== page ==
5) Depolarisation then spreads throughout the ventricular myocardium


What are the different pacemaker cells which could potentially drive the heart rate?

SAN: Highest frequency of AP generation= Drives the heart rate

However, if SAN becomes dysfunctional, then AVN determines HR (around 50/min)

BUT: If this fails, Purkinje fibres can also determine heart rate at around 30/min=Cannot survive


What is complete heart block?

When conduction tissue between atria and ventricles is damaged and becomes non functional


What is contractile cells of the heart and how are they different from pacemaker cells?

Contractile cells make up the atria and the ventricles= Cells must be able to shorten and lengthen their fibres and the fibres must be flexible enough to stretch

Cardiac pacemaker cells (autorhythmic cells)= Carry the impulses that are responsible for the beating of the heart= Occur throughout the heart

Difference: Contractile cells: Striated muscle, with fibres organised into sarcomeres and are bigger


How are the individual cardiac muscle cells organised?

Branch and join neighbouring cells end-to-end to create a complex network

Cell junctions= Intercalated disks have interdigitated membranes + Made up of desmosomes and gap junctions


What is the ionic basis of cardiac muscle cell action potential (contractile myocardium)?


1) Resting membrane potential: Stable resting potential of about -90mV

2) Rising phase= Depolarisation
When a wave of depolarisation moves into a contractile cell through gap junctions= Membrane potential rises= Na+ Channels open and membrane potential reaches between +20 to +30mV and the channels close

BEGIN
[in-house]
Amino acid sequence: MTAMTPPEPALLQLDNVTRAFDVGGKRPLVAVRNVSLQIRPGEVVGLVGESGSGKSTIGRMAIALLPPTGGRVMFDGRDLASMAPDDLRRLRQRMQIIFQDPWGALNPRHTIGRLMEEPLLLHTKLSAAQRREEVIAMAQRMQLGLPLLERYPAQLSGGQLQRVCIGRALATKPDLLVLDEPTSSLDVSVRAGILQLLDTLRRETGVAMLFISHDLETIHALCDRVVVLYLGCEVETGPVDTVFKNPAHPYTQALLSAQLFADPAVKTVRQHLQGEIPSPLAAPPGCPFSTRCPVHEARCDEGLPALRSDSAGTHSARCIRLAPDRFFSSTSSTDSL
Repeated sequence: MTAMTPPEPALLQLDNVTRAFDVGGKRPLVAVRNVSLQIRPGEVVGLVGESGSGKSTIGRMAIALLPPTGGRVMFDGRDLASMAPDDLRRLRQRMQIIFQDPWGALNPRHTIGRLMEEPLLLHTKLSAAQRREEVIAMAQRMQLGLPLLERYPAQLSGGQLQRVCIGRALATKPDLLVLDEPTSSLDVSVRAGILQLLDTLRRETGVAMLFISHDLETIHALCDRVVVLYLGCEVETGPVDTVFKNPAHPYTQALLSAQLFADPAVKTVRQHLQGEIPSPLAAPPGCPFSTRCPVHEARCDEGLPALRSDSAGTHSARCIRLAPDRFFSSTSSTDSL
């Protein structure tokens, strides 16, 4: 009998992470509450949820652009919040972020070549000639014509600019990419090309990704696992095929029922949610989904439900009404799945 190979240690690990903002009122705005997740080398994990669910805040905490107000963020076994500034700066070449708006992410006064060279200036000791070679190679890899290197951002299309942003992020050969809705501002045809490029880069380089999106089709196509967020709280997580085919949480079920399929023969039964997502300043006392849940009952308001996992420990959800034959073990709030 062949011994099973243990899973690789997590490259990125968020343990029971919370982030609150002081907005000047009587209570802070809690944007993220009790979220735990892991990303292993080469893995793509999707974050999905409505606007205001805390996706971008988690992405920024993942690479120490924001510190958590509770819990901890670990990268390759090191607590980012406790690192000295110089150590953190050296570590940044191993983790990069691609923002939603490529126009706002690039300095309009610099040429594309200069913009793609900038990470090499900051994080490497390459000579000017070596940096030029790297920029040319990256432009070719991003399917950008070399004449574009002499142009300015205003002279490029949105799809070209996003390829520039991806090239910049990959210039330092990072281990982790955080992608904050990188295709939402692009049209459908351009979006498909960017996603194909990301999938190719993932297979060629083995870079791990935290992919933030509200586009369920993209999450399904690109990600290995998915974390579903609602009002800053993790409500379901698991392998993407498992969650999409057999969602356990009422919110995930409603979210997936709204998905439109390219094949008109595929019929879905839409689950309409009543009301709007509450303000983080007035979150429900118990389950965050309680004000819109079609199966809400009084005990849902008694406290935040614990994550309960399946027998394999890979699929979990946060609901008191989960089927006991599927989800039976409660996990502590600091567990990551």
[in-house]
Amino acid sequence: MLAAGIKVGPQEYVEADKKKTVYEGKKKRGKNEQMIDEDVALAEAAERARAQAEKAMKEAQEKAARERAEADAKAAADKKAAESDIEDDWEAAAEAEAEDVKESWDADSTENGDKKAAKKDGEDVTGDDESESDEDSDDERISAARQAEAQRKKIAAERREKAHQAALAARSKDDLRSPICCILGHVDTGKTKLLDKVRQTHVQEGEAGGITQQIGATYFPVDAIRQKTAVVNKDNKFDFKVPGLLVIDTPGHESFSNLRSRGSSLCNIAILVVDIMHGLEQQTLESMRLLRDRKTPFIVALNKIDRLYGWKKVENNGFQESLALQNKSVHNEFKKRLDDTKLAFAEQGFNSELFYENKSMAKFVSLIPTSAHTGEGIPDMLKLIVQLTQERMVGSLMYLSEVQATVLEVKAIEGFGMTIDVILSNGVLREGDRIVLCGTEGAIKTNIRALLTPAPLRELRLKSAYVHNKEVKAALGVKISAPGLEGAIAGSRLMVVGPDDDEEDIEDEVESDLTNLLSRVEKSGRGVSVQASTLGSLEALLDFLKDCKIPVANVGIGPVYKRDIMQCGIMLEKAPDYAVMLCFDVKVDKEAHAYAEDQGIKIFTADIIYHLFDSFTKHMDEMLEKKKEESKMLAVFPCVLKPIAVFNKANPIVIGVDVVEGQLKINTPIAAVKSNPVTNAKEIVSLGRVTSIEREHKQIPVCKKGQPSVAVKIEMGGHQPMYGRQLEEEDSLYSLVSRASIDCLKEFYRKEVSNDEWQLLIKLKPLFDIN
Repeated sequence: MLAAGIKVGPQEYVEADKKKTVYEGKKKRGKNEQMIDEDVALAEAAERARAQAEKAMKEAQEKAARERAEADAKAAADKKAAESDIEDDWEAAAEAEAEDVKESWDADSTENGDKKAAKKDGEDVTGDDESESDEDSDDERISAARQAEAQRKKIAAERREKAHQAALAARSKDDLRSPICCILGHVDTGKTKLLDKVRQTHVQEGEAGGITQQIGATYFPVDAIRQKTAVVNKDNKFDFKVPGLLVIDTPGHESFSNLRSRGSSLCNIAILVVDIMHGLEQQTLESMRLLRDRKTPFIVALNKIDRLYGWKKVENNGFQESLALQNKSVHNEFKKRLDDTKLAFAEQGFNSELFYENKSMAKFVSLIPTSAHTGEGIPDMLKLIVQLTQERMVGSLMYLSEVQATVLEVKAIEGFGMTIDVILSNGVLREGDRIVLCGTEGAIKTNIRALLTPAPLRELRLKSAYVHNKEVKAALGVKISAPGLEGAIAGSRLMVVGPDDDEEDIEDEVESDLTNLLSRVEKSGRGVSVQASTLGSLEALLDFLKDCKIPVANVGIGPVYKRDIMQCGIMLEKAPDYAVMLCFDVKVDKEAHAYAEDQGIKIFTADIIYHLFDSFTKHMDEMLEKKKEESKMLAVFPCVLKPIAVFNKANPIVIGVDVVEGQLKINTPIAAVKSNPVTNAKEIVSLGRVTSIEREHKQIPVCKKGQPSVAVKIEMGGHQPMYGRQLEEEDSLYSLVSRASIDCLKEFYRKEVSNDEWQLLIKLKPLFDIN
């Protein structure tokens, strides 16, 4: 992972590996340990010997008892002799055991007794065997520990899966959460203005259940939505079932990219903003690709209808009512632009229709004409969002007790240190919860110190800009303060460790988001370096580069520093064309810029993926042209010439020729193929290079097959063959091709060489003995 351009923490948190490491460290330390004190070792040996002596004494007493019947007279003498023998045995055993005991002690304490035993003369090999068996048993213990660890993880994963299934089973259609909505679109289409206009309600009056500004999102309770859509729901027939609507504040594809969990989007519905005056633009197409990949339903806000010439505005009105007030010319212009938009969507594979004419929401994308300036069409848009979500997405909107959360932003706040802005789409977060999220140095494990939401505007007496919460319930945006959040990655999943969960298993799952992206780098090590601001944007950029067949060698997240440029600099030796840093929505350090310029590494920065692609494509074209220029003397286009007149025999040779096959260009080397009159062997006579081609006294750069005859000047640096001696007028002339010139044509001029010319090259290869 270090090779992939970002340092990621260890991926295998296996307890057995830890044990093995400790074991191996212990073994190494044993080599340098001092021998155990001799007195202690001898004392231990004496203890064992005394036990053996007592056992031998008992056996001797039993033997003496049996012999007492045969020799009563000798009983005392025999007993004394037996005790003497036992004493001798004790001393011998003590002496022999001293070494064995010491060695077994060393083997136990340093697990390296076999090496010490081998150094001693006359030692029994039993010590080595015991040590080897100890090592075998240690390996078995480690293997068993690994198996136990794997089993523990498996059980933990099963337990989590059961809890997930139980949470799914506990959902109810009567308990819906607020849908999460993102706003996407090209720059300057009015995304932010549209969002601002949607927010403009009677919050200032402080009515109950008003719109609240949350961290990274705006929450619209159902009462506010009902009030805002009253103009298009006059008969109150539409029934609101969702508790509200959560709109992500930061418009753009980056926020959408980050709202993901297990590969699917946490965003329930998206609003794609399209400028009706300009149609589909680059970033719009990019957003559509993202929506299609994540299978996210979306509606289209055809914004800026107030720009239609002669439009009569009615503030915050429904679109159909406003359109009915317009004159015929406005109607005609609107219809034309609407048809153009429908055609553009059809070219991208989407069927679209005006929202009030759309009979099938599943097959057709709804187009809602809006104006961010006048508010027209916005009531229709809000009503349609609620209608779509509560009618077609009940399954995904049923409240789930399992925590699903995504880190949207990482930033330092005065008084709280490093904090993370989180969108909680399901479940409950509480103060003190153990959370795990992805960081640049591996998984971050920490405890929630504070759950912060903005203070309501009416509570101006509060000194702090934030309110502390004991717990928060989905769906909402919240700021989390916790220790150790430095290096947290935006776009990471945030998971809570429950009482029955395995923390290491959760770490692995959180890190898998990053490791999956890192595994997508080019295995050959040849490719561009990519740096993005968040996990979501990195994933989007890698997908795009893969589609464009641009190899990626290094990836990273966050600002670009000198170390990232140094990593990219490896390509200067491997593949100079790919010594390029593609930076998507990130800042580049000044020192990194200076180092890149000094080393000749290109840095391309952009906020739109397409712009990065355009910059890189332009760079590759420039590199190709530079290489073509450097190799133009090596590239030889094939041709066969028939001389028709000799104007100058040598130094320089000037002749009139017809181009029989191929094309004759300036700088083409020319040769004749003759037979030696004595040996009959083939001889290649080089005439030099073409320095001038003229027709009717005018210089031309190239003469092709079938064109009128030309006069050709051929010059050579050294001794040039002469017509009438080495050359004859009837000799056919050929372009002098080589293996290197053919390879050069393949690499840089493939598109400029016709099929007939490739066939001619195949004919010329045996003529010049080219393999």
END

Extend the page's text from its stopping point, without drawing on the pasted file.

3) Peak potential + Initial repolarisation= K+ Channels open to allow fast limited efflux to give a very small repolarisation

4) Plateau: AP then flattens due to: Fast K+ channels close + Slow Voltage gated Ca2+ channels start to open = Starts to enter the membrane

5) Rapid repolarisation: Plateau ends when Ca2+ channels close and K+ permeability increases= Ca2+ channels close, slow K+ channels open= K+ exists the cells rapidly and cell returns to resting potential


How does an action potential start cardiac muscle contraction?

L-type Ca2+ channels in the transverse tubules initiate a much larger Ca2+ release from the sarcoplasmic reticulum


What is the refractory period? Why is it much longer in cardiac muscle AP?

Refractory period: Time following an action potential during which a normal stimulus cannot trigger a second action potential

Much longer: Prevent tetanus as cardiac muscles must relax between contractions so ventricles can fill with blood

By the time a second AP is triggered, membrane will be completely relaxed

This contrasts skeletal muscle contraction= A second potential is fired immediately after the refractory period= summation


What is pulmonary circulation?

The blood vessels that go from the right ventricle to the lungs, back to the left atrium


What is systemic circulation?

The blood vessels that carry blood from the left side of the heart to the tissues and back to the right side of the heart